Everywhere in the universe, there is rotational motion. Rotational motion is demonstrated by the movement of electrons around an atom and the movement of the moon around the earth. When an object exhibits rotational motion, it cannot be treated as a particle because different parts of the object move at different velocities and accelerations. As a result, the object must be regarded as a particle system. The dynamics of rotational motion are identical to those of linear or translational motion. Many of the equations for rotating object mechanics are similar to linear motion equations. Only rigid bodies are considered in rotational motion. A rigid body is a mass-bearing object with a rigid shape.
Physics describes the laws and equations that govern nature and natural phenomena. The study of motion is a major focus of physics. Objects rotate around an axis. The particles and the mass center do not all move in the same way. All of the particles in the body move in the same direction. By definition, we must investigate how the various particles of a rigid body move when the body rotates.
When all parts of a rigid body move parallel to a fixed plane, the object is said to be in plane motion. There are two types of plane motion, which are as follows Pure rotational motion: In this motion, the rigid body rotates about a fixed axis that is perpendicular to a fixed plane. To put it another way, the axis is fixed and does not move or change direction in relation to an inertial frame of reference. The general plane motion is as follows: The motion, in this case, can be thought of as a combination of pure translational motion parallel to a fixed plane and pure rotational motion about an axis perpendicular to that plane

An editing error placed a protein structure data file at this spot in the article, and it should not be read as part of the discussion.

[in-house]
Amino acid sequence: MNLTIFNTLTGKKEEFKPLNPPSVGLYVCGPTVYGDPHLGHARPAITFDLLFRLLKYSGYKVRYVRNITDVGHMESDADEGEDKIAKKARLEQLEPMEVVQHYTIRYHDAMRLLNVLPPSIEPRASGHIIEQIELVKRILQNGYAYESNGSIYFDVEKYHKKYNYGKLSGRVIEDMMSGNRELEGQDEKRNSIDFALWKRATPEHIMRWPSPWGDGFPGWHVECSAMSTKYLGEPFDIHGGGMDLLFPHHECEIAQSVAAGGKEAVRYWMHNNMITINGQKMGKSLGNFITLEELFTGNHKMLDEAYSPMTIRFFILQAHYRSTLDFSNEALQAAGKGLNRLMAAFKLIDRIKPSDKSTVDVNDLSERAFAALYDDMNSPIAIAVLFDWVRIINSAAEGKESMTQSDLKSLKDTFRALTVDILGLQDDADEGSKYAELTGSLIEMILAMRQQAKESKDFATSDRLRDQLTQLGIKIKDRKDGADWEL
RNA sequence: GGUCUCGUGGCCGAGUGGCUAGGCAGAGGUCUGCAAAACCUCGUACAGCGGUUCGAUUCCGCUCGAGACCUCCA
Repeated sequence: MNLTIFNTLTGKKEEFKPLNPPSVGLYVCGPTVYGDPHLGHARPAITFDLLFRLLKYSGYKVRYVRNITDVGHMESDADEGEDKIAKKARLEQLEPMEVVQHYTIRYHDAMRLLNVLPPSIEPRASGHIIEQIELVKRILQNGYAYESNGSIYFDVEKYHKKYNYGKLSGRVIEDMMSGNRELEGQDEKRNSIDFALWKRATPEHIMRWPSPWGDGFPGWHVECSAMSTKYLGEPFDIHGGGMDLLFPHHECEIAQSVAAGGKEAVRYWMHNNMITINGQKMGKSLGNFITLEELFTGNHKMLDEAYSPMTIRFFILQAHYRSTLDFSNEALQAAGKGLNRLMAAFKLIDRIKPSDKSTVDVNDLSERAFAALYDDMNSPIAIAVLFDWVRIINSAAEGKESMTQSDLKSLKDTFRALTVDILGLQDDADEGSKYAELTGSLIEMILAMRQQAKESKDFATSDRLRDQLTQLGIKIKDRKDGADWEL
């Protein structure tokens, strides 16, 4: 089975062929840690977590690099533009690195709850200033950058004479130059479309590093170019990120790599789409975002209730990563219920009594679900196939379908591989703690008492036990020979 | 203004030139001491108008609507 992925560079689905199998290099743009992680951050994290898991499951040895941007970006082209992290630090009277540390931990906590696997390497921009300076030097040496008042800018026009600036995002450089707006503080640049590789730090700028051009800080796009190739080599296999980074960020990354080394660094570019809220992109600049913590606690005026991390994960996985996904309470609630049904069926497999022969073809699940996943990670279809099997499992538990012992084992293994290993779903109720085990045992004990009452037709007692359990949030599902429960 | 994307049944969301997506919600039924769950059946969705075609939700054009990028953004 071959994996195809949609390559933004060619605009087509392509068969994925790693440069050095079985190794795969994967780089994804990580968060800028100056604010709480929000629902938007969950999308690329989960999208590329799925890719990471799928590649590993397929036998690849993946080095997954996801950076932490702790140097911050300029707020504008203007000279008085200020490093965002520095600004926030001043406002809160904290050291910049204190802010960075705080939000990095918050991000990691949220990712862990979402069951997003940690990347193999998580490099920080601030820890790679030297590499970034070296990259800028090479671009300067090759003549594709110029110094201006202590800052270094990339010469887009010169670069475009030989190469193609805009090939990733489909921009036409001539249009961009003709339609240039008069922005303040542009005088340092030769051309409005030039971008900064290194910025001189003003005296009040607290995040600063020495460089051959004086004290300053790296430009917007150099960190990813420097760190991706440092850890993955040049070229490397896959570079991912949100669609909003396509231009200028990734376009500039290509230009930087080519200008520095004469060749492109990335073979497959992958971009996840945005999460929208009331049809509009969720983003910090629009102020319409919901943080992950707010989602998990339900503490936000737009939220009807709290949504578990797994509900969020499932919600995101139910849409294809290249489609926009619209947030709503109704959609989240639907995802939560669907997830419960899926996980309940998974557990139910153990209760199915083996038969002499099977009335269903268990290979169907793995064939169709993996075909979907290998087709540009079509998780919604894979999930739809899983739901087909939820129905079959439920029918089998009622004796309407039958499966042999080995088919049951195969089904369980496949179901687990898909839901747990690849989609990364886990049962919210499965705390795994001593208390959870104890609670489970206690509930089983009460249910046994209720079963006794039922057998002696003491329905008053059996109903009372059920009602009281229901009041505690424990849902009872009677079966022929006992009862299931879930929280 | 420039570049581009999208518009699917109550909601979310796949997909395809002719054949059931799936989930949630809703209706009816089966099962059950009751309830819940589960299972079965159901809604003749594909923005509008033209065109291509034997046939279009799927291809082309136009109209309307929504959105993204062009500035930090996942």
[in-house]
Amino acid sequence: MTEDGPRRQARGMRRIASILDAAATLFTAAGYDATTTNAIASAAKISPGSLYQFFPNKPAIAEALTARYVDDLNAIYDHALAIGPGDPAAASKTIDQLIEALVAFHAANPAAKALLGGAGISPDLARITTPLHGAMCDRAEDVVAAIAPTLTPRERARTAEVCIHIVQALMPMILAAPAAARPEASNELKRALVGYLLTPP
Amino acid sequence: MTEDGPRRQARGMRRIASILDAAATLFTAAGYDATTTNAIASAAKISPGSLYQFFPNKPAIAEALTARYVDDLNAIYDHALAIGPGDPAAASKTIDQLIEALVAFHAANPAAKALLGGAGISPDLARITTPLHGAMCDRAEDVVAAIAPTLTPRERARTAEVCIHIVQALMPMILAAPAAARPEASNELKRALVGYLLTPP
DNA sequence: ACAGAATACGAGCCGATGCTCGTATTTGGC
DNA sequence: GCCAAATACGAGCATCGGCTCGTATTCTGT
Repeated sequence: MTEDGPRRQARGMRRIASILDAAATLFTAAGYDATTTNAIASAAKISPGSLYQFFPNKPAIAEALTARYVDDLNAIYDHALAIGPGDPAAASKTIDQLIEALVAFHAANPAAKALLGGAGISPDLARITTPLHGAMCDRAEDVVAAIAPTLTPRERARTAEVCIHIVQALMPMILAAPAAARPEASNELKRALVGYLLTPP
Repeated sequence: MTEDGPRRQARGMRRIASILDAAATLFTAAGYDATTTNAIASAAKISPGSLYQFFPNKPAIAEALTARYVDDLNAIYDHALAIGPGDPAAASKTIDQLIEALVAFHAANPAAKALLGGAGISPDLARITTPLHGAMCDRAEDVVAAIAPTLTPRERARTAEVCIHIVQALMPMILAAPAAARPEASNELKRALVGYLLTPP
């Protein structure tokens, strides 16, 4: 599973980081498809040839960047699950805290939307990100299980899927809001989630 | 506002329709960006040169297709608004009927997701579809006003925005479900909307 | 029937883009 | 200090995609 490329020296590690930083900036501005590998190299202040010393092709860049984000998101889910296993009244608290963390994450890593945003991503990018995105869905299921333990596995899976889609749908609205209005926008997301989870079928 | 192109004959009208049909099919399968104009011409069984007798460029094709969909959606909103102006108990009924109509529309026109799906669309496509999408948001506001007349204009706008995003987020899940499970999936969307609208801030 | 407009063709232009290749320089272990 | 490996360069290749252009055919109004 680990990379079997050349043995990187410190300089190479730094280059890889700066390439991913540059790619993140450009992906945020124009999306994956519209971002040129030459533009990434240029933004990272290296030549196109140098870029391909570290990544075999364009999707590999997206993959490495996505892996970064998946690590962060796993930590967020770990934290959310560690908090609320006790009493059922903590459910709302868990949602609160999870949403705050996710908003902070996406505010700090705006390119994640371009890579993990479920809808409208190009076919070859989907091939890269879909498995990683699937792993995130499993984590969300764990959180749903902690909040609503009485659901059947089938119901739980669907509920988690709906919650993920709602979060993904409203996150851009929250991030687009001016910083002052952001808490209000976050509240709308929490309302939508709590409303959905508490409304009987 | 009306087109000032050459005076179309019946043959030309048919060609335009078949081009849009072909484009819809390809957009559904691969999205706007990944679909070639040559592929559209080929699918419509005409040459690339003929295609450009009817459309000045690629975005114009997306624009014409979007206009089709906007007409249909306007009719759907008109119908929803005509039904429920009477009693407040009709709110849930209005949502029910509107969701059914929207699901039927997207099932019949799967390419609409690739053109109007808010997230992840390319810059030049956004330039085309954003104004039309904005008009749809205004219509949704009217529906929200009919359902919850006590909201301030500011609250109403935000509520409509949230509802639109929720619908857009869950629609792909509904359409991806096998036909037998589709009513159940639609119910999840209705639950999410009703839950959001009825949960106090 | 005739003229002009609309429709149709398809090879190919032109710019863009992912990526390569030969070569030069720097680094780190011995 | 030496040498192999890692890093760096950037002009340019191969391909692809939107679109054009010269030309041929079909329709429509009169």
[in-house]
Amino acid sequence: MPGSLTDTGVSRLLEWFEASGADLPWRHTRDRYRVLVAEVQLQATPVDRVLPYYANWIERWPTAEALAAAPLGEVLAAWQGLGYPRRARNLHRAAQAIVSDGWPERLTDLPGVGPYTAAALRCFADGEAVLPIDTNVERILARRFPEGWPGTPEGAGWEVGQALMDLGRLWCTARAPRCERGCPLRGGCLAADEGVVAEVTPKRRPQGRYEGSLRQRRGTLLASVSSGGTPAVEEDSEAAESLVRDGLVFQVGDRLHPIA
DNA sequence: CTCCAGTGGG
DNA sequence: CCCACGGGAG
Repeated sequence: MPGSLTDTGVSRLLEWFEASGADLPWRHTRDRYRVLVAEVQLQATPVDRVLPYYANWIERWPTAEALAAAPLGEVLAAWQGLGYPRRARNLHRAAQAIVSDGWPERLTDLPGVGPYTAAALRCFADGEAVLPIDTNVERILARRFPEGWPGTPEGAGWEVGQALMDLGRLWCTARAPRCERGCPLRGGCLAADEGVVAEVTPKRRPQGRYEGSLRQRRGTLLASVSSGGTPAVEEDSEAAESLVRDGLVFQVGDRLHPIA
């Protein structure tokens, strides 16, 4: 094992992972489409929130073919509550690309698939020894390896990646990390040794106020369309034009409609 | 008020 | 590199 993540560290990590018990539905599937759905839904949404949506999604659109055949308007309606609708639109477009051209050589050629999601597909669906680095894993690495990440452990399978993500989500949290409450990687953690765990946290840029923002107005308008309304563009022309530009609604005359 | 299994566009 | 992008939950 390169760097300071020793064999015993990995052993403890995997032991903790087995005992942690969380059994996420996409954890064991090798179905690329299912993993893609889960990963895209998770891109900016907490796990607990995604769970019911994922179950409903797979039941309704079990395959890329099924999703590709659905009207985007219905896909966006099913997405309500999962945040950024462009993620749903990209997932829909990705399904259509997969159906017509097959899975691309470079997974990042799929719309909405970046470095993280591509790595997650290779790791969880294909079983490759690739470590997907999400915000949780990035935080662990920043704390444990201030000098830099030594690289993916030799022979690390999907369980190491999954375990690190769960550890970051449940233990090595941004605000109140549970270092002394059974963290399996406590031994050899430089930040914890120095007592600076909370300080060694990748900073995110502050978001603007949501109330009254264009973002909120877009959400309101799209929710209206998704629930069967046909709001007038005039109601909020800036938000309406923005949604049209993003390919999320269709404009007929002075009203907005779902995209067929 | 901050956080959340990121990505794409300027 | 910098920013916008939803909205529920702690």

Equation of rotational motion:
Kinematics is the study of motion. The rotational motion kinematics describes the relationships between rotation angle, angular velocity, angular acceleration, and time. Let us begin by determining an equation relating, and t. To find this equation, consider a well-known kinematic equation for translational, or straight-line, motion:
It is worth noting that in rotational motion, a = at, and we will now use the symbol a for tangential or linear acceleration.
We assume an is constant, as in linear kinematics, which implies that angular acceleration is also constant,
because a = r.
Let us now plug v = rω and a = rω into the linear equation above:
r ω= r ω 0+ r at
The radius r cancels in the equation, yielding
ω= ω 0+at
In rotational kinematics, we will look at the relationship between rotational kinematical parameters. We’ll go over the angular equivalents of the linear quantities: position, displacement, velocity, and acceleration, with which we’ve already dealt in a circular motion.
|Linear Kinematic Parameters||Angular Kinematic Parameters|
|Position s||Angular position θ|
|Displacement s=s 1– s 2||Angular displacement =θ 1– θ2|
|Average velocity v avg= Δ s / Δ t||Average angular velocity ωavg= Δ θ / Δ t|
V ins limit Δ t→0 Δ s/Δ t=d s / d t
|Instantaneous angular velocity
ω ins limit Δ θ/Δ t=dθ / d t
We have discussed motion in a circle at a constant speed and, thus, constant angular velocity in the section on uniform circular motion. However, angular velocity is not always constant—rotational motion can speed up, slow down, or reverse directions. When a spinning skater pulls in her arms, a child pushes a merry-go-round to make it rotate, or a CD slows to a halt when turned off, the angular velocity is not constant. Because the angular velocity changes in all of these cases, angular acceleration occurs. The greater the angular acceleration, the faster the change occurs. The rate of change of angular velocity is defined as angular acceleration. Angular acceleration is expressed as an equation.
a=Δ ωt / Δt
where Δω is the change in angular velocity and t is the change in time.